ingredient information
Eggplant Grilled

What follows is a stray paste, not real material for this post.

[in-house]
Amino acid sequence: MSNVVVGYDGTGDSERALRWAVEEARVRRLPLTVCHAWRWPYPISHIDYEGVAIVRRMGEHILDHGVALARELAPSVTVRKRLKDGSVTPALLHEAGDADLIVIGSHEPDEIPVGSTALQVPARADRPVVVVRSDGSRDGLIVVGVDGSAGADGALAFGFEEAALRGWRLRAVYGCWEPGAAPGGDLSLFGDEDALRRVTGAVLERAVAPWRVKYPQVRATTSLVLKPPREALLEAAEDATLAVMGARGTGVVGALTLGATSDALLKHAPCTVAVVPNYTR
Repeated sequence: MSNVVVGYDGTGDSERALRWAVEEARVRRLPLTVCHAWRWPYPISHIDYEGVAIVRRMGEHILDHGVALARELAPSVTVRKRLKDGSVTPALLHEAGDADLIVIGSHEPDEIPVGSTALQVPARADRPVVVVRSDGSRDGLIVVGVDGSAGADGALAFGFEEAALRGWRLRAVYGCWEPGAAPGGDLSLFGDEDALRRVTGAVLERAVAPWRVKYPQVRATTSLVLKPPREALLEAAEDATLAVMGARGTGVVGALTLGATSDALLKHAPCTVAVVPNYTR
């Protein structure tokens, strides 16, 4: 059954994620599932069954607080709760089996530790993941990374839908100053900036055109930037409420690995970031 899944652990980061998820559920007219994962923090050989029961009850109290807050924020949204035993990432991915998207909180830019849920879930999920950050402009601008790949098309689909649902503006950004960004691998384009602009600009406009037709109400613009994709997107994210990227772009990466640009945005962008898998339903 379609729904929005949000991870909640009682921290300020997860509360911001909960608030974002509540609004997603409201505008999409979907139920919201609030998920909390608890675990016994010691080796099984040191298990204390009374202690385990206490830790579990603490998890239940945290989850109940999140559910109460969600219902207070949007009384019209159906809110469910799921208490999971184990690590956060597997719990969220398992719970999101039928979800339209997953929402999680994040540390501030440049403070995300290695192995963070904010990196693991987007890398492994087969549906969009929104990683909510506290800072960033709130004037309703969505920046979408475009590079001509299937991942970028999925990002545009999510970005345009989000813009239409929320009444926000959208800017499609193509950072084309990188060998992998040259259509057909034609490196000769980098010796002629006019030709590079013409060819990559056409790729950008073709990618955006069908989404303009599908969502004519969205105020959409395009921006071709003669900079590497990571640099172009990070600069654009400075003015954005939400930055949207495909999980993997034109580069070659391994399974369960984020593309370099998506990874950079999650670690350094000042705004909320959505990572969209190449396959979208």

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The eggplant, aubergine, or brinjal (Solanum melongena), is a plant of the family Solanaceae (also known as the nightshades) and genus Solanum. It bears a fruit of the same name, commonly used as a vegetable in cooking. As a nightshade, it is closely related to the tomato and potato and is native to India and Sri Lanka. It is a delicate perennial often cultivated as an annual. It grows 40 to 150 cm (16 to 57 in) tall, with large coarsely lobed leaves that are 10 to 20 cm (4-8 in) long and 5 to 10 cm (2-4 in) broad. (Semi-)wild types can grow much larger, to 225 cm (7 ft) with large leaves over 30 cm (12 in) long and 15 cm (6 in) broad. The stem is often spiny. The flowers are white to purple, with a five-lobed corolla and yellow stamens. The fruit is fleshy, less than 3 cm in diameter on wild plants, but much larger in cultivated forms. The fruit is botanically classified as a berry, and contains numerous small, soft seeds, which are edible, but are bitter because they contain (an insignificant amount of) nicotinoid alkaloids, unsurprising as it is a close relative of tobacco. Grilling is a form of cooking that involves dry heat from above or below. Food to be grilled is cooked on a grill (an open wire grid with a heat source above or below), a grill pan (similar to a frying pan, but with raised ridges to mimic the wires of an open grill), or griddle (a flat plate heated from below) [1]. Heat transfer to the food when using a grill is primarily via thermal radiation. Heat transfer when using a grill pan or griddle is by direct conduction. In the United States, when the heat source for grilling comes from above, grilling is termed broiling [2]. In this case, the pan that holds the food is called a broiler pan, and heat transfer is by thermal radiation. Direct heat grilling can expose food to temperatures often in excess of 260C (500F). Grilled meat acquires a distinctive roast aroma from a chemical process called the Maillard reaction. The Maillard reaction only occurs when grilling or roasting meat.[3] Studies have shown that cooking beef, pork, poultry, and fish at high temperatures can lead to the formation of heterocyclic amines, benzopyrenes, and polycyclic aromatic hydrocarbons, which are carcinogens[4] Marination may reduce the formation of these compounds.